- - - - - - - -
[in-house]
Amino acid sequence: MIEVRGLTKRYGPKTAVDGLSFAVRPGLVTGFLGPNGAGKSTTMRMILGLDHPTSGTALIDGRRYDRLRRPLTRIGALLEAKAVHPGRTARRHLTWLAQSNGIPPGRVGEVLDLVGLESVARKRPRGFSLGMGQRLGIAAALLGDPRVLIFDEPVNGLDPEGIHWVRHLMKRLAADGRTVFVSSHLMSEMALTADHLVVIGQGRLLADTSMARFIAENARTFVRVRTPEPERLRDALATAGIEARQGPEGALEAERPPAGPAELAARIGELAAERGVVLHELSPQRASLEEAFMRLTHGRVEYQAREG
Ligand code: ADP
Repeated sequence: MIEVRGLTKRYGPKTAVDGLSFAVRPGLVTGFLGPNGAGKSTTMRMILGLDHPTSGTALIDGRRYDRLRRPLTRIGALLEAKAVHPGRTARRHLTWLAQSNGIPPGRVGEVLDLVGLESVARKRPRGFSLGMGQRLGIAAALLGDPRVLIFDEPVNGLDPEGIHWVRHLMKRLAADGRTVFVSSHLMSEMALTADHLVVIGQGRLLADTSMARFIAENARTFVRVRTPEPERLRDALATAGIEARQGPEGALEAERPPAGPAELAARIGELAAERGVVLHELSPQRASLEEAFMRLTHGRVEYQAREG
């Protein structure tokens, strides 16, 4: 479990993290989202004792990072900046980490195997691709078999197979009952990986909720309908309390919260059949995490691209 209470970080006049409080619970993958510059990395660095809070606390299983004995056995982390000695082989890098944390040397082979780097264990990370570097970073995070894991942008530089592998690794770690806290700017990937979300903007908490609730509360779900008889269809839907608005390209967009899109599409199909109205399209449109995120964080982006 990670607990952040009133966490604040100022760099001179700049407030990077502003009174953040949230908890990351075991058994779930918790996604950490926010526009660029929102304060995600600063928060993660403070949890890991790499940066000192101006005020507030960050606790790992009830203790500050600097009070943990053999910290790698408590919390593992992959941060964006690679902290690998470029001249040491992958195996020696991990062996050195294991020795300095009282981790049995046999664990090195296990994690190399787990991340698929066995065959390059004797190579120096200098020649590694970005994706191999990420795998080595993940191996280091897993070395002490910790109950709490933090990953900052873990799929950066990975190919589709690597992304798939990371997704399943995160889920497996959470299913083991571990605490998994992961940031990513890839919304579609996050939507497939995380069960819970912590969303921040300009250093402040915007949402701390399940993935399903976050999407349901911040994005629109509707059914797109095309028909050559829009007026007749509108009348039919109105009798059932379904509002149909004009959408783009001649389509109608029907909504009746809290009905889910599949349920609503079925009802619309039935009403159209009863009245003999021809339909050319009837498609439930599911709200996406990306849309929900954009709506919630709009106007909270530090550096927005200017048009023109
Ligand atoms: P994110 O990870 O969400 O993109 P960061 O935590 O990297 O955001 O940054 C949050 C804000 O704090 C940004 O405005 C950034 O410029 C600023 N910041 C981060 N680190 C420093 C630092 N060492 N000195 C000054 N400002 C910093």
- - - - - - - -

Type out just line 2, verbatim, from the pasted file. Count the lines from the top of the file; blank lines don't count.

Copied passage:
Amino acid sequence: MIEVRGLTKRYGPKTAVDGLSFAVRPGLVTGFLGPNGAGKSTTMRMILGLDHPTSGTALIDGRRYDRLRRPLTRIGALLEAKAVHPGRTARRHLTWLAQSNGIPPGRVGEVLDLVGLESVARKRPRGFSLGMGQRLGIAAALLGDPRVLIFDEPVNGLDPEGIHWVRHLMKRLAADGRTVFVSSHLMSEMALTADHLVVIGQGRLLADTSMARFIAENARTFVRVRTPEPERLRDALATAGIEARQGPEGALEAERPPAGPAELAARIGELAAERGVVLHELSPQRASLEEAFMRLTHGRVEYQAREG